Getting the ISP's to be responsible rather than a court is great. That they will probably be overzealous, so that they don't get punished by the government, is great for MP's. They get objectionable stuff removed from the Internet. And if it gets shown the ISP's have been overzealous and harmed free speech, MP's are clean as it was the ISP's responsibility.
I also read here: 'http://www.theinquirer.net/inquirer/news/2144043/government-extreme-web-sites-shut', that the governments own research contradicted what the 'witness' said to the committee. Is it me does the UK seem to be legislating more on disgust recently rather than on evidence? The extreme porn, cartoon law and this, seem to be more about peoples disgust than on whether removing the said disgusting material will actual help the situation or not.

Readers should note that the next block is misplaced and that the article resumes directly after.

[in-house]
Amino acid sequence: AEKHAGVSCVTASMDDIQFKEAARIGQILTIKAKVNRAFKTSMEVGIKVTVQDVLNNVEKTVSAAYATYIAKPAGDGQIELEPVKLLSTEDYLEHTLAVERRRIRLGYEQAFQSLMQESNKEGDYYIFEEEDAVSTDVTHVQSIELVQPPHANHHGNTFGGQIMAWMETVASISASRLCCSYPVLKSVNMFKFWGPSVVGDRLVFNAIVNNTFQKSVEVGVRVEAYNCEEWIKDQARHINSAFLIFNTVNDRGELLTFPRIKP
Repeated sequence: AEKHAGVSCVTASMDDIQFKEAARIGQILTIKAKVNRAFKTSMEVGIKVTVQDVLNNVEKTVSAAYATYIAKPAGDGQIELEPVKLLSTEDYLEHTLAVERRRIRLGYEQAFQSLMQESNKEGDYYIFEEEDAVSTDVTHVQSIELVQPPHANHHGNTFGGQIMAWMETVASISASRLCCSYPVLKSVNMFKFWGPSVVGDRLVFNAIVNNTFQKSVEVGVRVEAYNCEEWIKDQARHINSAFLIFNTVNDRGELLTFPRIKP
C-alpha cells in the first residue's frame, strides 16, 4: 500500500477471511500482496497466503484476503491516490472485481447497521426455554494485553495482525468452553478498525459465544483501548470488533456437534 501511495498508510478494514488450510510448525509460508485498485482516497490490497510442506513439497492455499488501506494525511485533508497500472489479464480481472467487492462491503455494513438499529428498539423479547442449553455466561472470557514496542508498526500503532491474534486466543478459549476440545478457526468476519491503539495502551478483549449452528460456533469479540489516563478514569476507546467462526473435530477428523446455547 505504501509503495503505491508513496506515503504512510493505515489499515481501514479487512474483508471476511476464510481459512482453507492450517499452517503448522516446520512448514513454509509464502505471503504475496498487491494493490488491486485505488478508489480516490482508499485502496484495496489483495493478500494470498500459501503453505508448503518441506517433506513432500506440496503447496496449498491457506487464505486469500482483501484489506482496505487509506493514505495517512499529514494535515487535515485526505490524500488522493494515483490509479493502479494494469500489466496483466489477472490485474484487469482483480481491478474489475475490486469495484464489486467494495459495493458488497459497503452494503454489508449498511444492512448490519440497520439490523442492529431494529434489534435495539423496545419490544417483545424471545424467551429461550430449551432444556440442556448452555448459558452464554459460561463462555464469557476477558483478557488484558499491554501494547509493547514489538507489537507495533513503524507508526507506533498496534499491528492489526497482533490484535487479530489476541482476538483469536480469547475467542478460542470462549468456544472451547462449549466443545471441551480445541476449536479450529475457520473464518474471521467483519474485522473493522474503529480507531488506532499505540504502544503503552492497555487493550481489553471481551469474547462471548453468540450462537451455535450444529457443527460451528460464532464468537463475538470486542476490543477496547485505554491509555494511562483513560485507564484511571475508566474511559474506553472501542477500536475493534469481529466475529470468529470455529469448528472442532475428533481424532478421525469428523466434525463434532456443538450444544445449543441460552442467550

And if we are banning websites and media which expresses radical views, I propose the
Daily Mail be first on the list.
If we had had this kind of mentality a couple of hundred years ago, we never would have lost the American colonies, to those radicalized into Republicanism by John Locke, etc
Given the number of people in the UK (such as climate change campaigners & opponents of airport expansion) currently viewed by Officer Dibble as 'domestic extremists' , they're going to have to take an awful lot of stuff offline.
Which could be tricky for ISPs when Plod aren't willing to reveal to us proles *who* they define as an extremist - http://www.acpo.police.uk/NationalPolicing/NCDENationalCoordinatorDomesticExtremism/FAQ.aspx
Though I'm sure it won't be long before the radical outpourings of the Archbishop of Canterbury get censored. (Those eyebrows look like a threat to national security to me, m'lud.)
Paris, cos she knows all about unwelcome things being posted online
"15 years ago ... you more or less had to have a scientific or technical degree to get on t'internet."
Uhh... that was 1997. I was playing GL QuakeWorld almost 24/7. The .com bubble was starting to inflate. PlanetQuake had already started turning into GameSpy (ugh). I don't know who you were seeing online, but I can tell you that most of the guys I was gunning down in CTF didn't have scientific degrees.